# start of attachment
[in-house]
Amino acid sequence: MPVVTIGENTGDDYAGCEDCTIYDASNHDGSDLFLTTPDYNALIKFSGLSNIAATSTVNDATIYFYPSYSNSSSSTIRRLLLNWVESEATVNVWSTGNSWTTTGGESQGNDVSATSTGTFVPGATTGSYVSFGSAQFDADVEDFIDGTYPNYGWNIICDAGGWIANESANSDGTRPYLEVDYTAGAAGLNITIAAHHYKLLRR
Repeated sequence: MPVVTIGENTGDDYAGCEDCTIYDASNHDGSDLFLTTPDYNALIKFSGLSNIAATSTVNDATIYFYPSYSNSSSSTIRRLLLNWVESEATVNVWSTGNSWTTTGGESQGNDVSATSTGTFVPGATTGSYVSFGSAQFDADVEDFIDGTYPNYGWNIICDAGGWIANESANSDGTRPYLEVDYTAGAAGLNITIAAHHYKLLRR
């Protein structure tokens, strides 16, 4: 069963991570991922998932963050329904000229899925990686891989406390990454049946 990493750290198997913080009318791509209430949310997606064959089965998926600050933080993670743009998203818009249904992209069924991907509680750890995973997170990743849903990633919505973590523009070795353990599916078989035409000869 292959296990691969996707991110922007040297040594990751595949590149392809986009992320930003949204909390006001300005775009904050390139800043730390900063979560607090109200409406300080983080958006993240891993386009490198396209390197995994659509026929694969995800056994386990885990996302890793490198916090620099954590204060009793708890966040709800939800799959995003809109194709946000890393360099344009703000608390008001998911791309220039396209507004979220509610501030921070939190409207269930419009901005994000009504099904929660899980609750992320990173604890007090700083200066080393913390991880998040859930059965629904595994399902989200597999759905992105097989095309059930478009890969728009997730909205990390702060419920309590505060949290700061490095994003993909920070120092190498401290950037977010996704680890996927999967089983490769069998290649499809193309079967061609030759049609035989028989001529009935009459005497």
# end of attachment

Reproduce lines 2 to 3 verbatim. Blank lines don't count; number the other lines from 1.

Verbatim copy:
Amino acid sequence: MPVVTIGENTGDDYAGCEDCTIYDASNHDGSDLFLTTPDYNALIKFSGLSNIAATSTVNDATIYFYPSYSNSSSSTIRRLLLNWVESEATVNVWSTGNSWTTTGGESQGNDVSATSTGTFVPGATTGSYVSFGSAQFDADVEDFIDGTYPNYGWNIICDAGGWIANESANSDGTRPYLEVDYTAGAAGLNITIAAHHYKLLRR
Repeated sequence: MPVVTIGENTGDDYAGCEDCTIYDASNHDGSDLFLTTPDYNALIKFSGLSNIAATSTVNDATIYFYPSYSNSSSSTIRRLLLNWVESEATVNVWSTGNSWTTTGGESQGNDVSATSTGTFVPGATTGSYVSFGSAQFDADVEDFIDGTYPNYGWNIICDAGGWIANESANSDGTRPYLEVDYTAGAAGLNITIAAHHYKLLRR